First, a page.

Summary of Who Controls Your Facebook Feed

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Cute kittens, high school friends’ wedding photos, inspirational quotes and political endorsements are just a few of the things that may – or may not – pop up on your Facebook news feed if you’re one of the site’s billion-plus users. But how does it all get there? And what happens to the stuff that doesn’t make the cut? Slate’s senior technology writer Will Oremus takes you on a journey through Facebook’s Menlo Park campus, where machines learn their most valuable lessons from – who would have guessed it? – humans. So if you’re curious about why you seem to see so many photos of your great-aunt Dottie’s new puppy on Facebook, getAbstract recommends reading this useful explanation of the inner workings of the site’s news feed.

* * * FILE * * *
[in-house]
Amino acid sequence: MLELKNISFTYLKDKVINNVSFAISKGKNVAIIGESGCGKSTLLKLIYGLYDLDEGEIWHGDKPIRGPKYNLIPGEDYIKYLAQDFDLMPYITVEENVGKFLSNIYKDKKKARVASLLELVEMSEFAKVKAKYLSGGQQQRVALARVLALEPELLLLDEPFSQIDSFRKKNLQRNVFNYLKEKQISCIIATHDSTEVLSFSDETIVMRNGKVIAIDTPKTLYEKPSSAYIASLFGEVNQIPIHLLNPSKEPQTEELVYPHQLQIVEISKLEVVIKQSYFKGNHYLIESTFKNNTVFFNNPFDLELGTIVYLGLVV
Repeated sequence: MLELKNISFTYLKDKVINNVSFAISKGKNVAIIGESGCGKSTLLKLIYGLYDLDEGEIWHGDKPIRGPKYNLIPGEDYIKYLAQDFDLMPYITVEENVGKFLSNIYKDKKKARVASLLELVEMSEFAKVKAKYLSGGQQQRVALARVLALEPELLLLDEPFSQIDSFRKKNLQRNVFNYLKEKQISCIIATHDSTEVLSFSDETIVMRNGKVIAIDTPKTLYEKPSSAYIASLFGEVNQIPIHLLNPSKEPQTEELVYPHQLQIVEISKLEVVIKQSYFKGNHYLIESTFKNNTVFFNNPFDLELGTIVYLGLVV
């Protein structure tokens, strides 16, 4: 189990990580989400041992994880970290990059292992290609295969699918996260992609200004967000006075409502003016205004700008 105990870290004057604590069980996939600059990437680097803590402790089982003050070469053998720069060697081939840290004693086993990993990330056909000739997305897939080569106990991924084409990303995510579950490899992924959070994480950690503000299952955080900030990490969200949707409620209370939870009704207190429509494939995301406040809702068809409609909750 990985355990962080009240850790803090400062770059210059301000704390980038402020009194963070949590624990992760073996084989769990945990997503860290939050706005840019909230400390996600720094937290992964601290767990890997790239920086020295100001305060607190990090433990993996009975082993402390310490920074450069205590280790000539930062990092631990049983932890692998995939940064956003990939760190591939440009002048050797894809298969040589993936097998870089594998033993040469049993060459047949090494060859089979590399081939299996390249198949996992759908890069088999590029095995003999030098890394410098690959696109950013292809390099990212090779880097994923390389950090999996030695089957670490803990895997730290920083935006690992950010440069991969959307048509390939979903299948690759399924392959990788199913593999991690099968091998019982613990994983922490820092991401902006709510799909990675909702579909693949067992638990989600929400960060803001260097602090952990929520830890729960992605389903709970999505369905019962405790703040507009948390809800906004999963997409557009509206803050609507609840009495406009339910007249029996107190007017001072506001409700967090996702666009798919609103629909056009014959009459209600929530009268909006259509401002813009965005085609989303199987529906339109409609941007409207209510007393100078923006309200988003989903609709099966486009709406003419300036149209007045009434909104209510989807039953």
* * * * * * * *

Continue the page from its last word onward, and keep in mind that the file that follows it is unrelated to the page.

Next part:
About the Author

Will Oremus is a senior technology writer at Slate. He writes on technology policy, emerging tech and digital culture.



If you’re on Facebook, the site’s closely guarded algorithm ranks anywhere between 1,500 and 10,000 posts every day to prioritize the ones it thinks you’ll care about. In 2013, Facebook passed the one-billion-user mark, making it the “global newspaper of the 21st century.”

To create your news feed, Facebook uses a “prediction algorithm” with hundreds of variables and historical data to guess how you’ll interact with each post – whether it’s something you’ll like, comment on, click on, hide or even mark as spam. It awards...

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